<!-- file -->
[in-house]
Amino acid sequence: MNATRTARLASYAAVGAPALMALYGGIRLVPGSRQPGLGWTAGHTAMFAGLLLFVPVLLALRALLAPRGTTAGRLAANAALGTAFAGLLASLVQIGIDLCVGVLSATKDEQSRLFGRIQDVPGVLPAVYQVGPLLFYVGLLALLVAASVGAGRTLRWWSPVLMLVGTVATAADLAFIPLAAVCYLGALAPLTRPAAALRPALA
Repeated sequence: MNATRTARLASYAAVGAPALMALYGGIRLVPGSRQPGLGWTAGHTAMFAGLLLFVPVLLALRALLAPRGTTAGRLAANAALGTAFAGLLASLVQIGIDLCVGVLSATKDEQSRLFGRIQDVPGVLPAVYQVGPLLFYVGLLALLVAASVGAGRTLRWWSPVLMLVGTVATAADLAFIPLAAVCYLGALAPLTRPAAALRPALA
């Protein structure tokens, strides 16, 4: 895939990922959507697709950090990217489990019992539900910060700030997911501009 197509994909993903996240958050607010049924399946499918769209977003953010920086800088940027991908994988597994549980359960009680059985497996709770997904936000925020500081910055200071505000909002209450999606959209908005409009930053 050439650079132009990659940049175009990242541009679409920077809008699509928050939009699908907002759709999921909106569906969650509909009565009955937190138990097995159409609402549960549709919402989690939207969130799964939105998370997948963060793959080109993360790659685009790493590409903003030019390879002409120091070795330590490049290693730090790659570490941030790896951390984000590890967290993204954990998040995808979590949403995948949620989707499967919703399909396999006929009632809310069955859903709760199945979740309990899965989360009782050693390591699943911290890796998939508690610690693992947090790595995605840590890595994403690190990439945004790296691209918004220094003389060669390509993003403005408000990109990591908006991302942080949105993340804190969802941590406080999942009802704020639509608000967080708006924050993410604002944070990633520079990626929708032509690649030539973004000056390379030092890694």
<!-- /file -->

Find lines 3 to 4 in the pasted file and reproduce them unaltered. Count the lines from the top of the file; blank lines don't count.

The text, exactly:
Repeated sequence: MNATRTARLASYAAVGAPALMALYGGIRLVPGSRQPGLGWTAGHTAMFAGLLLFVPVLLALRALLAPRGTTAGRLAANAALGTAFAGLLASLVQIGIDLCVGVLSATKDEQSRLFGRIQDVPGVLPAVYQVGPLLFYVGLLALLVAASVGAGRTLRWWSPVLMLVGTVATAADLAFIPLAAVCYLGALAPLTRPAAALRPALA
């Protein structure tokens, strides 16, 4: 895939990922959507697709950090990217489990019992539900910060700030997911501009 197509994909993903996240958050607010049924399946499918769209977003953010920086800088940027991908994988597994549980359960009680059985497996709770997904936000925020500081910055200071505000909002209450999606959209908005409009930053 050439650079132009990659940049175009990242541009679409920077809008699509928050939009699908907002759709999921909106569906969650509909009565009955937190138990097995159409609402549960549709919402989690939207969130799964939105998370997948963060793959080109993360790659685009790493590409903003030019390879002409120091070795330590490049290693730090790659570490941030790896951390984000590890967290993204954990998040995808979590949403995948949620989707499967919703399909396999006929009632809310069955859903709760199945979740309990899965989360009782050693390591699943911290890796998939508690610690693992947090790595995605840590890595994403690190990439945004790296691209918004220094003389060669390509993003403005408000990109990591908006991302942080949105993340804190969802941590406080999942009802704020639509608000967080708006924050993410604002944070990633520079990626929708032509690649030539973004000056390379030092890694």